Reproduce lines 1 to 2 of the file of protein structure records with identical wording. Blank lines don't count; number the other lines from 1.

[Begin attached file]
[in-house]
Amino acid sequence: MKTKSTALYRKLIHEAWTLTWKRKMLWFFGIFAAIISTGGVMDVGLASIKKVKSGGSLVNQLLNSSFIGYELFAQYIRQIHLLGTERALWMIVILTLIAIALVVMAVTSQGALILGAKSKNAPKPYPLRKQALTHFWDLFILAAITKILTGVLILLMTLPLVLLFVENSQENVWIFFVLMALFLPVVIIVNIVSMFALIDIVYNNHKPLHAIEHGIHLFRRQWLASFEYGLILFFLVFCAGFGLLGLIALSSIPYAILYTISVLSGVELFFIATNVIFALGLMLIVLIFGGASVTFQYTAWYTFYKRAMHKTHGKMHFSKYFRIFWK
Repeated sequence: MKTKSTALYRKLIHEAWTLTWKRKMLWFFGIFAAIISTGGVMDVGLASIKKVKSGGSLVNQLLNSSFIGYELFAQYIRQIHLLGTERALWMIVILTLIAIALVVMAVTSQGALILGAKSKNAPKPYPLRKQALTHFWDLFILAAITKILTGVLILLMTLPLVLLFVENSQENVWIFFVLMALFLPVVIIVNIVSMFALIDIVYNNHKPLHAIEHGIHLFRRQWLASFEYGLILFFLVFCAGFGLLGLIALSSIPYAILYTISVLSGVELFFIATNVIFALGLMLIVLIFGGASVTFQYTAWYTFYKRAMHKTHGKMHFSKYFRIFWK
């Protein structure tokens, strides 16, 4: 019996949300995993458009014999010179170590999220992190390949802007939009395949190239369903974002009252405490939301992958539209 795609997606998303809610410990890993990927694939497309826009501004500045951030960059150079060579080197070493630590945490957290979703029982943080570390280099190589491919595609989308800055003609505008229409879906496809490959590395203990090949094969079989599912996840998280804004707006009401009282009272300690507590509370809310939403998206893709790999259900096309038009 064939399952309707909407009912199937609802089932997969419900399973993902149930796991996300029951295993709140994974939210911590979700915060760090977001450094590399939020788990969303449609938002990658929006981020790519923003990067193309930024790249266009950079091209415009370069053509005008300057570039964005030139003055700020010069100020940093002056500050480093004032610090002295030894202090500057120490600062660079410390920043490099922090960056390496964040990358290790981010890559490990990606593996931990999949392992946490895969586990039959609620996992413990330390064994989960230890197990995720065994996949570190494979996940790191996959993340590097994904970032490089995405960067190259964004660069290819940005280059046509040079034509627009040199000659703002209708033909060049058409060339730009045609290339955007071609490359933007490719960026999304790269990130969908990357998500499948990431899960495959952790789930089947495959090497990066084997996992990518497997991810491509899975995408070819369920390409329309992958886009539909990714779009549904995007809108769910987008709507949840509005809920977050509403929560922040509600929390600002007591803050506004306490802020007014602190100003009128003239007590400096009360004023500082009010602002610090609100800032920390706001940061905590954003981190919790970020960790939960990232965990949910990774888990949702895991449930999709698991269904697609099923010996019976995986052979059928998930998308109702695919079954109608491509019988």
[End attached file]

[in-house]
Amino acid sequence: MKTKSTALYRKLIHEAWTLTWKRKMLWFFGIFAAIISTGGVMDVGLASIKKVKSGGSLVNQLLNSSFIGYELFAQYIRQIHLLGTERALWMIVILTLIAIALVVMAVTSQGALILGAKSKNAPKPYPLRKQALTHFWDLFILAAITKILTGVLILLMTLPLVLLFVENSQENVWIFFVLMALFLPVVIIVNIVSMFALIDIVYNNHKPLHAIEHGIHLFRRQWLASFEYGLILFFLVFCAGFGLLGLIALSSIPYAILYTISVLSGVELFFIATNVIFALGLMLIVLIFGGASVTFQYTAWYTFYKRAMHKTHGKMHFSKYFRIFWK